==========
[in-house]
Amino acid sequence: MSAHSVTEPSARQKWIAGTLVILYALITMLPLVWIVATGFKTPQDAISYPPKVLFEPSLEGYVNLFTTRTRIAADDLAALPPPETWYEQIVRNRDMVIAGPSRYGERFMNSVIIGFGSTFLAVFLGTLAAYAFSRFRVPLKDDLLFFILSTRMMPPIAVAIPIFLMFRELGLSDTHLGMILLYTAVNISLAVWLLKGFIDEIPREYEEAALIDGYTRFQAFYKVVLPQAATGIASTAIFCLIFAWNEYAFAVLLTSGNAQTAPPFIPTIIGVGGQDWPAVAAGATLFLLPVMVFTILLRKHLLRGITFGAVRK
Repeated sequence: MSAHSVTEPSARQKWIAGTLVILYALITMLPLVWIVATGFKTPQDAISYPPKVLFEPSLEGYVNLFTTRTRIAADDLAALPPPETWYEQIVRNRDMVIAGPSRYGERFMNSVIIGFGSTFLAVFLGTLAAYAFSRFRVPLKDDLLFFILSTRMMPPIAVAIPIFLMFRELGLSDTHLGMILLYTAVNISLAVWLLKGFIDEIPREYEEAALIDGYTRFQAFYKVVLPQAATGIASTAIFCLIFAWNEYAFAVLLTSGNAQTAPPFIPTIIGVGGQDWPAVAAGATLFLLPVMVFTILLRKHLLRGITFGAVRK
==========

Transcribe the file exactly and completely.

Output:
[in-house]
Amino acid sequence: MSAHSVTEPSARQKWIAGTLVILYALITMLPLVWIVATGFKTPQDAISYPPKVLFEPSLEGYVNLFTTRTRIAADDLAALPPPETWYEQIVRNRDMVIAGPSRYGERFMNSVIIGFGSTFLAVFLGTLAAYAFSRFRVPLKDDLLFFILSTRMMPPIAVAIPIFLMFRELGLSDTHLGMILLYTAVNISLAVWLLKGFIDEIPREYEEAALIDGYTRFQAFYKVVLPQAATGIASTAIFCLIFAWNEYAFAVLLTSGNAQTAPPFIPTIIGVGGQDWPAVAAGATLFLLPVMVFTILLRKHLLRGITFGAVRK
Repeated sequence: MSAHSVTEPSARQKWIAGTLVILYALITMLPLVWIVATGFKTPQDAISYPPKVLFEPSLEGYVNLFTTRTRIAADDLAALPPPETWYEQIVRNRDMVIAGPSRYGERFMNSVIIGFGSTFLAVFLGTLAAYAFSRFRVPLKDDLLFFILSTRMMPPIAVAIPIFLMFRELGLSDTHLGMILLYTAVNISLAVWLLKGFIDEIPREYEEAALIDGYTRFQAFYKVVLPQAATGIASTAIFCLIFAWNEYAFAVLLTSGNAQTAPPFIPTIIGVGGQDWPAVAAGATLFLLPVMVFTILLRKHLLRGITFGAVRK